The Literature of Japanese American Incarceration

Item # 153285.

Introduction by Frank Abe and Floyd Cheung. Edited by Frank Abe and Floyd Cheung.

This anthology presents a new vision that recovers and reframes the  literature produced by the people targeted by the actions of President  Franklin D. Roosevelt and Congress to deny Americans of Japanese  ancestry any individual hearings or other due process after the Japanese  attack at Pearl Harbor. From nearly seventy selections of fiction,  poetry, essays, memoirs, and letters emerges a shared story of the  struggle to retain personal integrity in the face of increasing  dehumanization – all anchored by the key government documents that  incite the action.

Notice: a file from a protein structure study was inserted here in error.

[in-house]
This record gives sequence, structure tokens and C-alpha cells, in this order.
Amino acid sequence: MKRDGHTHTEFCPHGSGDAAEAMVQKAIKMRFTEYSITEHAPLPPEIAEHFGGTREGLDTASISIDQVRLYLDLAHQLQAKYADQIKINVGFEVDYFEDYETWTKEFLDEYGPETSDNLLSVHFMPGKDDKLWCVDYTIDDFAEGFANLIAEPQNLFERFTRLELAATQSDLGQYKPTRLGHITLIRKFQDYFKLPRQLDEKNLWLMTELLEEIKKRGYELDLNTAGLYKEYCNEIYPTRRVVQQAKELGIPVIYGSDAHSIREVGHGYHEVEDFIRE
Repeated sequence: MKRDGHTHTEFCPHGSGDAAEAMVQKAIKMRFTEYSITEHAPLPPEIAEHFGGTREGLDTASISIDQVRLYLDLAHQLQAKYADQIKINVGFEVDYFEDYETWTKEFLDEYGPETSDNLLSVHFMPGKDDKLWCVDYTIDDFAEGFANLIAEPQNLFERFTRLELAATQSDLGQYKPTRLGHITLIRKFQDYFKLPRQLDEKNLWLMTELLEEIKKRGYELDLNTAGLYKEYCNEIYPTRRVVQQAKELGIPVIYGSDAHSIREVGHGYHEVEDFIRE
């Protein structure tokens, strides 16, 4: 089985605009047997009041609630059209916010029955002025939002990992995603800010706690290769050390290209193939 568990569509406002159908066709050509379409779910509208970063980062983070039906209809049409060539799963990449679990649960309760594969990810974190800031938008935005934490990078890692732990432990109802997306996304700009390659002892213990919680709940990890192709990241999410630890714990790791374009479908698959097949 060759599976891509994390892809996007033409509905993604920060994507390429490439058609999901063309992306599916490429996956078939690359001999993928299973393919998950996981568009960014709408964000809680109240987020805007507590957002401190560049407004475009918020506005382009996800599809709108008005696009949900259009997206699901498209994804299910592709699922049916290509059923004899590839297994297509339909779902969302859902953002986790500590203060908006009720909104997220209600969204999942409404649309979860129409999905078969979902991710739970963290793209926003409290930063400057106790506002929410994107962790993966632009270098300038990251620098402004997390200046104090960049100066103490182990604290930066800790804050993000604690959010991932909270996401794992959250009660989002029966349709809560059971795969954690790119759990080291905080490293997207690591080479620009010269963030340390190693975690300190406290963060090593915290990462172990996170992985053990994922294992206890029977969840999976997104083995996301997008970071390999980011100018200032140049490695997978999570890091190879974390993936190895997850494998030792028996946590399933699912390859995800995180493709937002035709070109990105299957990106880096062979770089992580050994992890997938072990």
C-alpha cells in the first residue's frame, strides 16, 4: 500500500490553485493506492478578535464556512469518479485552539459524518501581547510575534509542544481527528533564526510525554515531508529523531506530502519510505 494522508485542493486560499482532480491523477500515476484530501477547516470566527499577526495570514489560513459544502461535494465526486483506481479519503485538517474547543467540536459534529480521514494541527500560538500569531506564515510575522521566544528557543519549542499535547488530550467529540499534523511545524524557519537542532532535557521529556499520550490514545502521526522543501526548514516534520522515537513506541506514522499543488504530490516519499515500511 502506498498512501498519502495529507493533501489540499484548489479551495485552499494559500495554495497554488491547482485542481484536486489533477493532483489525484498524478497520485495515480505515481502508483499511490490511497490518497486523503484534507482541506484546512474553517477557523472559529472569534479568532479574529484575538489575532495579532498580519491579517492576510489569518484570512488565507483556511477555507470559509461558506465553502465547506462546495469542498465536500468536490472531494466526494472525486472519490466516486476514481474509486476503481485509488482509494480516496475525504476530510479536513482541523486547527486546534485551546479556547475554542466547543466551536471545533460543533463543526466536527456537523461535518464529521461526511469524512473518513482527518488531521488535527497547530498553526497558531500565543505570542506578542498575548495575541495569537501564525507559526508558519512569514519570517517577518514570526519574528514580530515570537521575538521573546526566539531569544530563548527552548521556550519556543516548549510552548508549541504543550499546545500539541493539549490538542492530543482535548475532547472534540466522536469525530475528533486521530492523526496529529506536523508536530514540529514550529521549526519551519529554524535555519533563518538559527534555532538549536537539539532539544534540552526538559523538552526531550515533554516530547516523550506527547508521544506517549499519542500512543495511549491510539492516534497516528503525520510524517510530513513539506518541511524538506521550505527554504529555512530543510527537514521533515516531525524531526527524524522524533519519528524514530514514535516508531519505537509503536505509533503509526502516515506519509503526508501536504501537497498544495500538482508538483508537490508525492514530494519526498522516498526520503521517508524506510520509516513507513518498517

The selections favor the pointed over the  poignant, and the unknown over the familiar, with several new  translations among previously unseen works that have been long  overlooked on the shelf, buried in the archives, or languished unread in  the Japanese language. The writings are presented chronologically so  that readers can trace the continuum of events as the incarcerees  experienced it.  

The contributors span incarcerees, their  children born in or soon after the camps, and their descendants who  reflect on the long-term consequences of mass incarceration for  themselves and the nation. Many of the voices are those of protest. Some  are those of accommodation. All are authentic. Together they form an  epic narrative with a singular vision of America’s past, one with  disturbing resonances with the American present.

Paper: 336 pp.

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